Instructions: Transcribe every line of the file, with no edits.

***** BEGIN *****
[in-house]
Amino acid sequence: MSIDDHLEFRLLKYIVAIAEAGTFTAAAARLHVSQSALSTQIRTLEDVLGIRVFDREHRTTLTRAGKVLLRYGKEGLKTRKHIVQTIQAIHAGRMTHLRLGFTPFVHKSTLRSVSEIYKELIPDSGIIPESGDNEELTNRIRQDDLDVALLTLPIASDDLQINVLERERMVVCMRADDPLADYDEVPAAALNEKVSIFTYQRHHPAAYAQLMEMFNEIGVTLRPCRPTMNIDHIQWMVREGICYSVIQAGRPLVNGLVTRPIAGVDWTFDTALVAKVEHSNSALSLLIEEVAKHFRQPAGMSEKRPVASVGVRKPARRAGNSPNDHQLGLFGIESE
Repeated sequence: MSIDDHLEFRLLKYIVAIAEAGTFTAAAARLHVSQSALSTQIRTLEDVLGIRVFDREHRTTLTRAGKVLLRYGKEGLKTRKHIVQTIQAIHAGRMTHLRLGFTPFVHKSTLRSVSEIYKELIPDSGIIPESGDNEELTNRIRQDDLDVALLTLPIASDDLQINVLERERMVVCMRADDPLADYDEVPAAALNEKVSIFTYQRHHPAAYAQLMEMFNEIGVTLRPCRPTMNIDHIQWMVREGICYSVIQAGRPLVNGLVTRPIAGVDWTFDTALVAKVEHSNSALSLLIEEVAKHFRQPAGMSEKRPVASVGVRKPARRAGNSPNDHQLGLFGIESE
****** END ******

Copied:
[in-house]
Amino acid sequence: MSIDDHLEFRLLKYIVAIAEAGTFTAAAARLHVSQSALSTQIRTLEDVLGIRVFDREHRTTLTRAGKVLLRYGKEGLKTRKHIVQTIQAIHAGRMTHLRLGFTPFVHKSTLRSVSEIYKELIPDSGIIPESGDNEELTNRIRQDDLDVALLTLPIASDDLQINVLERERMVVCMRADDPLADYDEVPAAALNEKVSIFTYQRHHPAAYAQLMEMFNEIGVTLRPCRPTMNIDHIQWMVREGICYSVIQAGRPLVNGLVTRPIAGVDWTFDTALVAKVEHSNSALSLLIEEVAKHFRQPAGMSEKRPVASVGVRKPARRAGNSPNDHQLGLFGIESE
Repeated sequence: MSIDDHLEFRLLKYIVAIAEAGTFTAAAARLHVSQSALSTQIRTLEDVLGIRVFDREHRTTLTRAGKVLLRYGKEGLKTRKHIVQTIQAIHAGRMTHLRLGFTPFVHKSTLRSVSEIYKELIPDSGIIPESGDNEELTNRIRQDDLDVALLTLPIASDDLQINVLERERMVVCMRADDPLADYDEVPAAALNEKVSIFTYQRHHPAAYAQLMEMFNEIGVTLRPCRPTMNIDHIQWMVREGICYSVIQAGRPLVNGLVTRPIAGVDWTFDTALVAKVEHSNSALSLLIEEVAKHFRQPAGMSEKRPVASVGVRKPARRAGNSPNDHQLGLFGIESE